Tuesday, May 22, 2012

And I Love You, Too

The other day I was pushing buttons on my car radio tuner, trying to find something that wasn’t exasperating, boring or annoying and suddenly there was Tom T. Hall singing, “I love little baby ducks, old pickup trucks, slow-movin’ trains . . .”  Suddenly I was young again, driving my first car, delighted at the images the song created in my mind, of a time when I was even younger.  Who doesn’t love fuzzy puppies, rain, the summer smell of hay?  Mr. Hall’s genius lay in his piling one pleasant obviousness on top of another: pickup trucks, bourbon in a glass, losers - and winners - when they cry.  “And I love you, too,” sings Tom T.. Hall.

In danger of being obvious like Mr. Hall, I advise you writers to not be afraid to evoke an emotion by being obvious.  What simple thing makes you smile?  Makes you angry?  Makes you cry?  It doesn’t have to be a huge thing.  A very young writer sent me something he’s written, wanting my opinion.  He’s acquiring the tools of a real writer, but his problem is that he isn’t – yet – good enough to evoke an emotional response to his characters’ dilemma.  He is trying to compensate for this by writing a story in which the fate of the whole world depends on a teen.  He might build up to this by first writing a story in which the happiness of a puppy depends on the decision of a visitor to the Humane Society.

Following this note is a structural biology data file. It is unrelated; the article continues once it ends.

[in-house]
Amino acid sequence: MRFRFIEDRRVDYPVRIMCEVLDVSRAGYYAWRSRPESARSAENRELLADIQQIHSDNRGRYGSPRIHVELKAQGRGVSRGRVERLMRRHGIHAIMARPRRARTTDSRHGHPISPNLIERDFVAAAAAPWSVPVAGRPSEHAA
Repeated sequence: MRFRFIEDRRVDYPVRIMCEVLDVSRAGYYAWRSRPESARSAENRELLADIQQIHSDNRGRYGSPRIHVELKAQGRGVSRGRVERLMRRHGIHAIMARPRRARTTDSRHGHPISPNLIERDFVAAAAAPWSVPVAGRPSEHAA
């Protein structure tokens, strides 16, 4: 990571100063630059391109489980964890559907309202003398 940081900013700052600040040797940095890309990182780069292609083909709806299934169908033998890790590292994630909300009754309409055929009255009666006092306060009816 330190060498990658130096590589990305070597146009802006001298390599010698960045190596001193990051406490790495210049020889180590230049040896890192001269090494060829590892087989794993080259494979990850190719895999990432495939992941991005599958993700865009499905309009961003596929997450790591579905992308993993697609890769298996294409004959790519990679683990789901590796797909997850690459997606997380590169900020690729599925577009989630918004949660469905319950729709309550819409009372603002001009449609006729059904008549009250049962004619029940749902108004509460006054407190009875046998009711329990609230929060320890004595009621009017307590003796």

Actually, that’s not a bad idea for a short story.  Tell it from the puppy’s point of view. 

I have an interesting catalog from a company that sells recordings of old radio shows: “The Whistler,” “Lights Out,” “Sergeant Preston of the Yukon,” “Jack Benny,” “Fibber McGee and Molly.”  I actually remember some of these – have I mentioned that I’m kind of old? – others I have discovered.  I whimsically wrote that one of my running characters in the Betsy Devonshire series is a fan of old radio shows, and so now I get to collect and listen to them, a delightful fate.  When I give a talk I often quote Fred Allen, who was a columnist and who had a show featuring his cynical commentary on the passing scene: “I don’t know why anyone would write a book when for a few dollars he could buy one.”  Some day I will have that sentiment cross stitched on a sampler and hung over my desk.


Linda O. Johnston said...

We recently bought a new car that has a trial subscription to Sirius Radio, Monica, and my favorite station is one that broadcasts old radio shows. I suspect I'll want to continue to subscribe! And, yes, I do enjoy emotions that are elicited by stories and styles of writing.

Betty Hechtman said...

Fred Allen's comment made me laugh. Thanks for sharing.

Michelle said...

Our whole family loves the Radio Classics channel -- you'd be amazed at how educational an episode of Fibber McGee and Molly is once you start Googling everything you can't explain to the kids from memory.

wilddog-1978 said...

Our family loves the Radio Classics as well. I think my favorite is Yours Truly, Johnny Dollar and The Life of Riley.